As an aside, this also allows for a simpler reading of some references in Genesis 4. When Cain is punished with exile, he complains, “I shall be a wanderer on the earth, and whoever finds me will kill me.” God responds by putting a mark on him, “lest any who found him should attack him.” There is no indication given of the nature of this mark, but one wonders why a mark was needed if the only people in existence were in his own family. Cain then settles in Nod, where he has a wife and a son, and builds a city. Again, one wonders where his wife came from, and why a place populated only by Cain’s own children could be described as a city. None of these questions are insuperable–the traditional understanding is that Cain married his sister and lived long enough to see many generations of his descendents populating his city–but the possibility that Adam was not the first biological homo sapiens provides a simpler reading.
I am not seminary-trained, nor an expert in ancient languages, so I don’t present these thoughts as convictions as much as suggestions. However, even if someone shows me errors in my understanding of the above texts, I think it is beneficial for Christians to consider this subject seriously. Science tells us little about theology, but in the material realm it is a powerful tool for the discovery of truth, and its findings should not be easily dismissed. We should never allow science to govern our theology, and it is possible that some science may need to be rejected in light of the Bible, but the church should consider both the science and the Bible carefully, to be certain that what we are rejecting is based on what the Bible actually teaches, rather than assumptions we bring to the text from our own traditions. If we do not, we impose a needless barrier to faith that discourages non-Christians from taking the Bible seriously and encourages young people raised in the church to reject it as they grow older.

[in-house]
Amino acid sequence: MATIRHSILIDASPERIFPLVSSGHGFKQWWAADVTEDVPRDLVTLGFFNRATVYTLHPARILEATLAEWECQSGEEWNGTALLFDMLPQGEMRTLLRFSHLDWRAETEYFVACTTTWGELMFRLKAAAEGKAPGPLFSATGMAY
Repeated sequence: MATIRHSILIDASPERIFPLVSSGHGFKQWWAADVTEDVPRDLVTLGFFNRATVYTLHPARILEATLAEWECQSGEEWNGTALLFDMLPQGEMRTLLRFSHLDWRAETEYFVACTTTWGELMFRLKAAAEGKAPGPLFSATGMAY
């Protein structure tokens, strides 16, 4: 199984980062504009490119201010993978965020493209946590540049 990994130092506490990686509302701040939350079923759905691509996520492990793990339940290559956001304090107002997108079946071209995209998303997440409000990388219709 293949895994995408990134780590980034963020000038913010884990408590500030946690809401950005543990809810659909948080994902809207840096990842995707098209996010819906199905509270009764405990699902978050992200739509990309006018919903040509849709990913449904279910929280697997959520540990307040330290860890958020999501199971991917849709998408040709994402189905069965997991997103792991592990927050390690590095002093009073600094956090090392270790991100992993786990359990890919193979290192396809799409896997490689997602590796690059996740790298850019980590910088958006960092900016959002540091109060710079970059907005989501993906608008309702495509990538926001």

But why, a Christian might ask, should science be taken so seriously? Aren’t scientists mostly atheists whose conclusions are driven at some level by their rejection of God? After all, I’ve never used a mass spectrometer or found a fossil; I rely on the findings of others, most of whom do not acknowledge Christ. Why give the word of secular scientists so much weight that we must look for new ways to understand the Bible? I’ll consider this question in my next post.
The Bible, English Standard Version
Human Origins and The Bible, by John Walton, Zygon: Journal of Religion and Science
All Mankind, Descending From Him, by Richard B. Gaffin, Jr.
Did Adam and Eve Really Exist?, by C. John Collins
Why Evolution is True, by Jerry Coyne
The Fossil Trail, by Ian Tattersall
The Origin of Humankind, by Richard Leakey
The Neandertal Enigma, by James Shreeve